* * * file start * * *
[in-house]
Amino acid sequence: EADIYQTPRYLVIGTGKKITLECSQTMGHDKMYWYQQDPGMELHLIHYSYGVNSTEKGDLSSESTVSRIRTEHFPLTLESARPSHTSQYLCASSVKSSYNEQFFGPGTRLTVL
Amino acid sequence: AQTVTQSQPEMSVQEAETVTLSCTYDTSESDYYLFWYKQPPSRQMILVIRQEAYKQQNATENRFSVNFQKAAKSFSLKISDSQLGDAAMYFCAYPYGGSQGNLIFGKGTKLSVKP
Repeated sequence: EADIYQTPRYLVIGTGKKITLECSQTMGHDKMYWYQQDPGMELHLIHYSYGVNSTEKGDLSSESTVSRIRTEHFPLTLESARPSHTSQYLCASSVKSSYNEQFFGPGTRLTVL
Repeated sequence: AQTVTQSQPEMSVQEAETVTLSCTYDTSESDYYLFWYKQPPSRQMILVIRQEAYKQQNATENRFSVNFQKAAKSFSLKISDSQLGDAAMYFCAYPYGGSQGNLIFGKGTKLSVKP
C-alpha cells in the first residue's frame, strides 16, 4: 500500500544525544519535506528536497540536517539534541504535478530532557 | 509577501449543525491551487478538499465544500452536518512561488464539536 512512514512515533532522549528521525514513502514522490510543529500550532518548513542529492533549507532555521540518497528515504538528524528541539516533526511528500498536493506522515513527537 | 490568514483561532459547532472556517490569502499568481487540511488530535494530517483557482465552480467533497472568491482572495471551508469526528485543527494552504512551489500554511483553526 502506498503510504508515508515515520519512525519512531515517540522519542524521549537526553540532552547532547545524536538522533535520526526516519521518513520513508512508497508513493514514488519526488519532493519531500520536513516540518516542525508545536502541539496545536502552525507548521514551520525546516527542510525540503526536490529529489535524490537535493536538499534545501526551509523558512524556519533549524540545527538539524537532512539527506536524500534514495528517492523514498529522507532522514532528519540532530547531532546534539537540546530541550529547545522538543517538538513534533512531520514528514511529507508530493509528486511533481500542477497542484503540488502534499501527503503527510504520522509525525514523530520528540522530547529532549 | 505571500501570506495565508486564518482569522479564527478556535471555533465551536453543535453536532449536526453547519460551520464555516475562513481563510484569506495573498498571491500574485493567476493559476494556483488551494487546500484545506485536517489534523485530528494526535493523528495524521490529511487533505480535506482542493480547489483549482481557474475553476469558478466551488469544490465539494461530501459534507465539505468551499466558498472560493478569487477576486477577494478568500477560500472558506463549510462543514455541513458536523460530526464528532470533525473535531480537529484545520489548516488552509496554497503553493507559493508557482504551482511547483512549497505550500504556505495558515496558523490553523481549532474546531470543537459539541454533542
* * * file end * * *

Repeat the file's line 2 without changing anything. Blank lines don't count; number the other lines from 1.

Amino acid sequence: EADIYQTPRYLVIGTGKKITLECSQTMGHDKMYWYQQDPGMELHLIHYSYGVNSTEKGDLSSESTVSRIRTEHFPLTLESARPSHTSQYLCASSVKSSYNEQFFGPGTRLTVL